Nielsen’s latest report reveals on-demand video streaming is up nearly 100%.
The report reveals the fourth week of March (starting 3/23) saw the most significant rise in streaming. That coincides with the same week that nine states issued statewide stay-at-home orders in the United States. Another 12 had shelter-in-place orders in at least some parts of the state.
Some of the most substantial increases in streaming came from cities that issued orders early. New York, Washington, California, and Illinois lead the way in streaming gains. While the COVID-19 pandemic may be driving growth in streaming, the sector was already booming.
“Organic streaming had been growing over the past few months,” Nielsen’s report notes. That’s primarily driven by the launch of new streaming services like Disney+ and the upcoming HBO Max.
School closings contributed to a large boost to on-demand video streaming among younger demographics. Nielsen reports a more than 60% increase between March 2nd and March 23rd, with the ‘prime-time’ for consumption settling into early afternoon.
Nielsen also reported a 50% increase in early afternoon (1 pm – 4 pm) on-demand video streaming.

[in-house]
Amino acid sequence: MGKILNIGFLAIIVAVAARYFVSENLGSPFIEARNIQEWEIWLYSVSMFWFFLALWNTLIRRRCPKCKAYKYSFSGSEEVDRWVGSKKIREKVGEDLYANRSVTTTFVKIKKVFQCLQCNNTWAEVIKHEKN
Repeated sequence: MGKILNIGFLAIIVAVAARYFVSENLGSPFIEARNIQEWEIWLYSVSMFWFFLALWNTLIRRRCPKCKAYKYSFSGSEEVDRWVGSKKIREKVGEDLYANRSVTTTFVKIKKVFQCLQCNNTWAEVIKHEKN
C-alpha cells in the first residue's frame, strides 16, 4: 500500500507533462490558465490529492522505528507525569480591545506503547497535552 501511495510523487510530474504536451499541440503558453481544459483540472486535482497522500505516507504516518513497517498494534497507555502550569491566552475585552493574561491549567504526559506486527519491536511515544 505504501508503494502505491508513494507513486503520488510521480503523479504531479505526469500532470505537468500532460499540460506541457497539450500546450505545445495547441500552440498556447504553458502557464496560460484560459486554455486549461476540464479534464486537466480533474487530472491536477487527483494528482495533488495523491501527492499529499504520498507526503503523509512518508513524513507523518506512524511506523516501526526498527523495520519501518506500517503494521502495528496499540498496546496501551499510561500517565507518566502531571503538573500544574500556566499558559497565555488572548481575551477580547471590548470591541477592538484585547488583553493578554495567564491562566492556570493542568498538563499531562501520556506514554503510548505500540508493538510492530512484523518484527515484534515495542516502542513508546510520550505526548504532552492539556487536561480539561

That number represents a 100% increase in early afternoon consumption compared to 2019. Nielsen still hasn’t released data for any of the weeks in April, but the consumption rates have likely grown. By March 30th, over 30 states had statewide stay-at-home orders in place that have not yet lifted.
It’s not clear how much music streaming has dropped – but that hasn’t stopped subscriber growth. A new report from Counterpoint Research suggests music streaming services could see a 25% increase in 2020.
The same firm reports global music streaming subscriptions grew 32% YoY to reach 358 million subscribers by December 2019. Spotify is expected to capture most new subscribers thanks to promotions like three-month free trials, price cuts, and its student plan.